Poverty-stricken, the finite choice of place in photography must turn to the objects within its frame when, like any element in modern production, it is compelled to expand beyond its own limits. Moving fatefully inward from a first apparent illumination of the outside world, photography’s documentary powers fade into the anarchic preoccupations of the operator and the eccentricities of light and dark. Framed objects take on anachronism and formal juxtaposition, which is an ironic deficiency in a medium that once claimed a monopoly on truth. Photography is thus forced to admit that it is most barren art there is, if truth is part of the question – or it must recognize unanswerable questions, interrogations from purgatory (which might be the point of this book). Certainly, the black box relies on human participation in many ways, but it still presents itself as a mere slave to light and remembrance. This still does little to explain why photography is the most informal but also the most didactic of expressions. And how does it manage to be both effortless and agonized at the same time (anyone can take the greatest photo ever known – and this has nothing at all to do with ability or talent, the best machinery or training, with anything like an artistic ‘moment’ etc.)? All photographs are roughly contemporary, simply because photography was invented almost within living memory. The longer you look, any sense of the past vanishes like an inexplicably moving photo into the monstrous archive of every picture ever taken. Forgery and fabrication only render any disguise more transparent.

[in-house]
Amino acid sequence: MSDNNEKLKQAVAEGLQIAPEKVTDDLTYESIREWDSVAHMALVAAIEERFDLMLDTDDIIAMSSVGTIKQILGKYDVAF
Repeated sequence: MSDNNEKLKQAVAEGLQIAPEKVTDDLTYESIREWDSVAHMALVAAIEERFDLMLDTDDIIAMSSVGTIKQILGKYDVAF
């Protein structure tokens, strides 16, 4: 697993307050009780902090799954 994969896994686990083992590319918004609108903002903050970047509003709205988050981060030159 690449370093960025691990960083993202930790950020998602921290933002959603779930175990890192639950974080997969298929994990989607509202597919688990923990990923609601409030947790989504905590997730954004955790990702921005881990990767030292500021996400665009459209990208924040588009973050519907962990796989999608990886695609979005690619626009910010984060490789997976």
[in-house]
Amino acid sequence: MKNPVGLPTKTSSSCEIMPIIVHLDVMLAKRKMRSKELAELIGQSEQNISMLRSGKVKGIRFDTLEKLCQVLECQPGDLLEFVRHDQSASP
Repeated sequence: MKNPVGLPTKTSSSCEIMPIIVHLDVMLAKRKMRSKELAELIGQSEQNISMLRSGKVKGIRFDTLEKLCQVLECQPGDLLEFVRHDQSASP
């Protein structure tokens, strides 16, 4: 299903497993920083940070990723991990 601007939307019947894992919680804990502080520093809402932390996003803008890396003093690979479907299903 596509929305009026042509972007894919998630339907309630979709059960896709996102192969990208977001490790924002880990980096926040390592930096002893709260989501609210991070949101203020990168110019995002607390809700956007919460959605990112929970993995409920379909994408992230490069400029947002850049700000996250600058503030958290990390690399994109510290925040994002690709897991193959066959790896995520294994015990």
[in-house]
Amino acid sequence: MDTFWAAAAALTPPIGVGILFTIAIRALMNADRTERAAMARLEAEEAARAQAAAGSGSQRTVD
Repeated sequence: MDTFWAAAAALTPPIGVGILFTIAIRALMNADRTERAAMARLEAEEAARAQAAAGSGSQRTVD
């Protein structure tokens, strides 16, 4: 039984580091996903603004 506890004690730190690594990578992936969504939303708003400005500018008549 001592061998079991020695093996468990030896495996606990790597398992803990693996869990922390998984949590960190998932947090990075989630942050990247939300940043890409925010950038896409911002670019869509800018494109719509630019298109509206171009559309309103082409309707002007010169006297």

Nougé’s experiments also show an unexpected lineage of the shuttered stasis of still life painting – that strange father of the daguerreotype, an atrophied ‘realistic’ form which always seemed to point out the alienation of riches or penury in absentee owners – and the mysterious intruder lurking between the camera and the subject. Neither glorifying nor condemning the strange force of photography, Nougé attempts to harness its energies by demonstrating the true meaning of theory met in action – a shot.
The camera holds dearly things that have been abandoned almost before they appear – an impress, an idea, vacations and expressions, paths leading off. This is the tragic part of the subversion of images, related to phantasmagoria and the entropy of the senses (like Morel’s famous invention). Nougé has created a history where photography occurred as a wholly accidental technology, ‘discovered’ by investigators on the way toward another goal which has long since been forgotten. Another revolutionary inference from this little book: If you can only photograph the past or the imaginary, it can only be done from that present where we must always live.
As Tony Benn recently remarked: There’s no final victory. And there’s no final defeat.